Written by: Joe Lollo
The Apatovian formula is simple: Pluck an up-and-coming comic from the small leagues, support them while they write their own darkly funny but authentically heartfelt semi-autobiographical comedy, then produce and/or direct the final format. This method has led to many successes, even without Apatow’s name, including Amy Schumer’s Trainwreck, Kumail Nanjiani’s The Big Sick, and Pete Davidson’s The King of Staten Island.
All of these works have one major theme in common: they’re all self-flagellating adult coming-of-age stories. Whether the young adult protagonists’ ultimate goal is romantic love or self-love, the rewards remain high. After all, it’s only their personal dignity at stake. The Opening Act, directed by Steve Byrne and primarily written by him and the star Jimmy O. Yang, doesn’t just follow this formula to a T but also breathes new life into it.
Will Chu (Yang) is an aspiring comic, who’s been doing open-mics in his small hometown of Steubenville, Ohio. He spent hours watching stand-up on TV with his immigrant father, knows the form, works on his bits, and has the instinct for playing off his appearance and persona — in his case, the fact that he’s a short, youthful-looking Asian guy with long hair and “the face of an impish angel.” Will even admits this to his audience, saying “I’m a very good-looking guy – if you’re into anime.”
Watching Will, we want him to succeed, because he’s a sweet dude and he wants it so much. He’s got an adoring girlfriend (Debby Ryan) and a day job working as a cubicle drone at a car insurance company. So when he gets the chance to emcee a four-night stretch of shows at the Pennsylvania Improv in Pittsburgh, it’s a potential big break, his first rung up the ladder to a career as a professional standup. He’s so bent on doing the shows that when his boss (Bill Burr) won’t give him a day off, he quits his job to take the gig.
Will has the desire and, we hope, the material. But does he have the attitude? The world of standup comedy is a fascinating and, in many ways, scurrilous place, and Will, arriving at the Improv (where he looks up to see his name on the marquee misspelled as “Will Chew”), is like a pledge at a frat party. He doesn’t smoke pot, do blow, or go to strip clubs. That makes him, at this club, the odd one out. Chris Jones (Alex Moffat), the other featured comic under the headliner, is a reckless womanizer, a party dude who wears his sleaze on his sleeve. Yet he’s also a total pro who’s comfortable in his skin on stage; he’s always killing. Even Chip (Neal Brennan), the gay club manager, has an in-your-face way about him (when he asks for Will’s cell-phone number, it turns out he’s flirting with him).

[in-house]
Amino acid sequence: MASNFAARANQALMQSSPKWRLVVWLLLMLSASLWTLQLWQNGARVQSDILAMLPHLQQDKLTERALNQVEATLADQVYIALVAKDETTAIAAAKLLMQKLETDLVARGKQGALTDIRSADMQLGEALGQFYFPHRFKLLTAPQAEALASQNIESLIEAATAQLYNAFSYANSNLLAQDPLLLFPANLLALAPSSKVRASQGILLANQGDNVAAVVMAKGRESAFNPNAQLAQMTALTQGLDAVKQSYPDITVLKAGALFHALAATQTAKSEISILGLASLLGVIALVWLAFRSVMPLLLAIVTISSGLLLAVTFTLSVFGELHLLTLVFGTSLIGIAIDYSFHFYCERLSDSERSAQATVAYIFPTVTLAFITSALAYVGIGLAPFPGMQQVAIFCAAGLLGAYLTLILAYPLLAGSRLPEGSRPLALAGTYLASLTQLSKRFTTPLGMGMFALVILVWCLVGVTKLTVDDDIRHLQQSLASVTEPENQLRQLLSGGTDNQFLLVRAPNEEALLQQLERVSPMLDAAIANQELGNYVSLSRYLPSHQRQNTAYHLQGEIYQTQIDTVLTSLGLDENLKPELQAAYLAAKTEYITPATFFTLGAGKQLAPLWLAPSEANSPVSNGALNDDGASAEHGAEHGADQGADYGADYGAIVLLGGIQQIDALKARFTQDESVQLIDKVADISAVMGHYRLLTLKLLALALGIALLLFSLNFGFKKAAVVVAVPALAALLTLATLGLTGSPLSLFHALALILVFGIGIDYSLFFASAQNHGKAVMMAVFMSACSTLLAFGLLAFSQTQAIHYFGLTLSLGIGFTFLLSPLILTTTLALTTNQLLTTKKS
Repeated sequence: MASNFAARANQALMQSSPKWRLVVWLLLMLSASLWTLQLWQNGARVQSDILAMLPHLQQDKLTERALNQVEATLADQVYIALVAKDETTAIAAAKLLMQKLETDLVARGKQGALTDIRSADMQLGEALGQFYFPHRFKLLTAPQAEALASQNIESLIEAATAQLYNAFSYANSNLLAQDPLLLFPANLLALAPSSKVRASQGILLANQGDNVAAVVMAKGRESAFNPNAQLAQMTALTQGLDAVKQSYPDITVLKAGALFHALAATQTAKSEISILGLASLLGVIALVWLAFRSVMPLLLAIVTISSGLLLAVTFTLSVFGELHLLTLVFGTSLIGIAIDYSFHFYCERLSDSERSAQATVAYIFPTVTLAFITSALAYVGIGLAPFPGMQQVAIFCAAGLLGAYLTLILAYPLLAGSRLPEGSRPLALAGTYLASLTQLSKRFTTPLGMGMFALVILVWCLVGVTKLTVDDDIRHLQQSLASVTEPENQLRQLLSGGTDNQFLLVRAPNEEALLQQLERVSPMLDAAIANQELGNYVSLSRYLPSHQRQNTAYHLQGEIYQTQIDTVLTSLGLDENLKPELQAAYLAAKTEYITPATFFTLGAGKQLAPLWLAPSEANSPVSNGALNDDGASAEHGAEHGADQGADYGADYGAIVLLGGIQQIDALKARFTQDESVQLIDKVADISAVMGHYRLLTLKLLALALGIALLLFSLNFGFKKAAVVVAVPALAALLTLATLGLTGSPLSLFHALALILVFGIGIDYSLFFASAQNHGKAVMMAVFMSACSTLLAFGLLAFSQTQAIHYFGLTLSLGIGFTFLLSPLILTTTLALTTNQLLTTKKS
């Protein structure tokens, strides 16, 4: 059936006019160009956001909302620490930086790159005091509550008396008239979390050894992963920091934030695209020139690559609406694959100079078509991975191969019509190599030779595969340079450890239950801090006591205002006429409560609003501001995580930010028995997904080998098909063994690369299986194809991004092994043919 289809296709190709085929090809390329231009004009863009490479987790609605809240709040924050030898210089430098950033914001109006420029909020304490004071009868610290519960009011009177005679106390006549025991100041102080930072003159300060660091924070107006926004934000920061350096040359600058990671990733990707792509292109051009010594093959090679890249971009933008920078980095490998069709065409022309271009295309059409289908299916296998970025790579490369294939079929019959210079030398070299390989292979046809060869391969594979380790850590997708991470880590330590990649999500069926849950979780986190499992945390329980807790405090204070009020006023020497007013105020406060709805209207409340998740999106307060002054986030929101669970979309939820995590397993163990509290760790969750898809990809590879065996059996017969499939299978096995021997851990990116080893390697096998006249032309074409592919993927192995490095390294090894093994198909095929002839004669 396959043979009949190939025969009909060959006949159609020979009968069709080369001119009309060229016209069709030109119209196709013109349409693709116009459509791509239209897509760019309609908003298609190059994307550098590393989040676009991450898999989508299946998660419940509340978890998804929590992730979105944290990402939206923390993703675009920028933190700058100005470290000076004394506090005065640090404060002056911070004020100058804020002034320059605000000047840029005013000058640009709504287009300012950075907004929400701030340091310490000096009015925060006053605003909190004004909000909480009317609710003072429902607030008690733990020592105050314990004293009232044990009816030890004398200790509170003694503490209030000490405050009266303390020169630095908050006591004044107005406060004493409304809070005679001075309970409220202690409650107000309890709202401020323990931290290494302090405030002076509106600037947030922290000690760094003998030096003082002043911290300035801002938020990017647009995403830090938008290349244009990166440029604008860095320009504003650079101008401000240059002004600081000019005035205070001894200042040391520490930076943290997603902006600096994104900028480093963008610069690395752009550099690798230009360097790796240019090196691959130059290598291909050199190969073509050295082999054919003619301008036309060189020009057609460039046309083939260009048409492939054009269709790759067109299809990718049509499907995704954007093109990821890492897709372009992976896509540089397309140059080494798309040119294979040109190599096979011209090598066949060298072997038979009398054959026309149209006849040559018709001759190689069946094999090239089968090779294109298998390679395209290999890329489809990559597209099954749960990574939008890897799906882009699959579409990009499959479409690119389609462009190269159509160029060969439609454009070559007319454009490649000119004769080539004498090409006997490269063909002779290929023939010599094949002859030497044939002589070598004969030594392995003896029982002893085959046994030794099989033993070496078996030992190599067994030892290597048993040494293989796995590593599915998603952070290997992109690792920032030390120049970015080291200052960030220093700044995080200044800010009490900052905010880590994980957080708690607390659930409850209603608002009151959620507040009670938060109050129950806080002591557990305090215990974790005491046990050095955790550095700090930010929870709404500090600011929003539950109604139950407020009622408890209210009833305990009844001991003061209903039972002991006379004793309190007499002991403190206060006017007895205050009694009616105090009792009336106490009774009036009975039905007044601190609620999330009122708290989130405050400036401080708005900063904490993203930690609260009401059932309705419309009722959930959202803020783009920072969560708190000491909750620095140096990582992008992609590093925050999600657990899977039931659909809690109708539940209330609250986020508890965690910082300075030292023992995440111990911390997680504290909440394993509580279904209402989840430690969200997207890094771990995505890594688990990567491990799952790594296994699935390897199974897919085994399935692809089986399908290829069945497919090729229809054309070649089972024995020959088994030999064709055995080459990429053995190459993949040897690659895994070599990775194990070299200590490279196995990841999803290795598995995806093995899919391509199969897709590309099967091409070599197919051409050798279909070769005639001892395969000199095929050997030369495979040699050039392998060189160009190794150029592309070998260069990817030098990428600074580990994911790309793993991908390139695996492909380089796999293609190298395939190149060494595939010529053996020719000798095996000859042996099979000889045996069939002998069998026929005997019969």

What everyone at the club has is a certain aggressive quality that’s wound into the DNA of standup, something Will doesn’t possess. Will, by contrast, is a polite dweeb who totes his joke notebook onstage with him like a security blanket. The first night, he gets through his set just fine, muffing only the easy part: his intro to the headliner, Billy G. (Cedric the Entertainer), a blustery former sitcom star who is one of Will’s idols. And Will has three more nights to make up for it. Unfortunately, Will doesn’t do anything of that sort; that night is only the beginning of his downward spiral into failure.
What’s gripping about Will’s failure isn’t just that he blows it, it’s that everything that’s wrong about his approach seems to emerge from what a nice guy he is. He has lunch at a diner with Billy G. and receives a perfect fusion of encouragement and worldly indifference. Cedric’s character tells him, “Even being a headliner don’t mean you’re a comic.” You’ve got to “find your own point-of-view, get your own voice, get selfish with that shit.” And he’s right. Good standup comics don’t just make you laugh — they electrify the air around them, drawing you into their own heads. And it’s that selfishness that Will lacks.
Yang gives a slyly appealing performance as a comic who may be too good a person to be a nightclub star. Having heard Billy’s advice, we expect Will to go on stage and get better, but instead, he falls down a rabbit hole of his own dithering. Right on stage. It’s very cringy, but, in its way, it’s an authentic scene that’s seldom encountered in movies about a standup.
Becoming a successful standup comic is an uphill battle, one that not everybody is cut out for, and The Opening Act is an honest and likable ode to those hard knocks. The film is full of comedians who speak in peppery patter — like Ken Jeong, as a friend of Will’s father who sets up the Improv gig for him, or the aforementioned Moffat, who incarnates a certain breed of prankish masculine club-stage bravado unlike his usage on SNL. Even Burr, who made people groan last week on SNL, becomes likable again in his brief role in this movie. The aggression of standup comedy is the fuel that’s needed to be funny, the fuel that lets a comedian survive. But seeing Will creep up to embracing the X factor of comedy is more than just funny — it’s moving. He’s learning, for the first time, how to play himself, and turning that into a hilarious state of grace.